I just spent ten days with three boys, aged 8, 7 and 3. Like all children they were cute, surprising, hilarious and exhausting. Their dad, Brad, is an Army Captain deployed overseas; their mother Caitlyn is a deep reservoir of calm patience. (All the names are changed in keeping with Army privacy protocols for deployed soldiers). I went to ease Caitlyn’s load and give the boys a break from after school programs. If the definition of vacation is to immerse in a different pattern of life, it was the most complete vacation I’ve had in years.
The older boys, Nathan and Sam, got their own Kindle’s days before I arrived; little Kyle inherited an older model. Caitlyn programmed the devices to approved games for a maximum two hours a day. During our first few days, most adult / child conversations revolved around negotiating allowable games and time limits. Without restraints, the boys would rove their thumbs over tablets from dawn until dark.
On Tuesday, Caitlyn announced that tomorrow would be our Kindle-free day. The boys groaned but didn’t revolt. Wednesday was an early release day. During snack they talked about school, mostly the drama of recess. They did homework without complaint, taught me Uno, and we all played Life. Following a round of after-dinner wrestling, they went to bed with less fuss than usual.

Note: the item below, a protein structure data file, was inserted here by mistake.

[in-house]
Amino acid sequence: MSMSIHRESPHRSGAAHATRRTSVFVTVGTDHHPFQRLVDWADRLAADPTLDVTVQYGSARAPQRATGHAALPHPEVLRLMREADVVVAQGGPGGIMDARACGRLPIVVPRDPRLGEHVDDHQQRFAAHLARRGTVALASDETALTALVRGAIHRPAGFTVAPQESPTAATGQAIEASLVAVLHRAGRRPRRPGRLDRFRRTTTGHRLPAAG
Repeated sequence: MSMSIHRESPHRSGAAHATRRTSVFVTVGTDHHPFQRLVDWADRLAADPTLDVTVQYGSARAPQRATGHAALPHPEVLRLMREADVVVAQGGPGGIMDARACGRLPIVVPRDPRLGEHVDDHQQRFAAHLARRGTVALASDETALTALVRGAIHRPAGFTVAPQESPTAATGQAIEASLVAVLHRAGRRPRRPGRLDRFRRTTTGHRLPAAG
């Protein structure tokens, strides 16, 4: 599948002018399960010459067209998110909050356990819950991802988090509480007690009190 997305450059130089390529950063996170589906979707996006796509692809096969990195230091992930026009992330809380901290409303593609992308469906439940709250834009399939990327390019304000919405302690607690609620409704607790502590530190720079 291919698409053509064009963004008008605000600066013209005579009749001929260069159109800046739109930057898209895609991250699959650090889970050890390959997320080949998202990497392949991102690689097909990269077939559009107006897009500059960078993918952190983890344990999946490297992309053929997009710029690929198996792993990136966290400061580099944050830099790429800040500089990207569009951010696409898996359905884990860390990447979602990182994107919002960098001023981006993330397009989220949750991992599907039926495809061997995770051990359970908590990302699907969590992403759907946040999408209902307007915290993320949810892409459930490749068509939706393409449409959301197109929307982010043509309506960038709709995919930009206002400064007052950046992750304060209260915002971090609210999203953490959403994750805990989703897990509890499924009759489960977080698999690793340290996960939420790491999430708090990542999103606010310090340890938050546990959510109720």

But first thing Thursday they clamored for their Kindles once more.
On Saturday morning three-year-old Kyle managed to circumvent his mother’s diligence and downloaded a shooting-based video game. By the time Caitlyn discovered the breach, all three were deliriously shooting up bad guys. The rest of their morning romp was gunplay.
There are no studies that link toy guns to real life violence, contradictory evidence of the benefits and pitfalls of violent video games, and real evidence that computer games enhance anxiety. I was not privy to any controlled study. I just observed three ordinary boys for a week. I witnessed how they mirror adult responses to the wired word, in a very direct way. When they were fully unplugged, they were most fully alive and connected to each other. Yet whenever available, they craved wired connections. Then they mimicked what their virtual worlds revealed to them.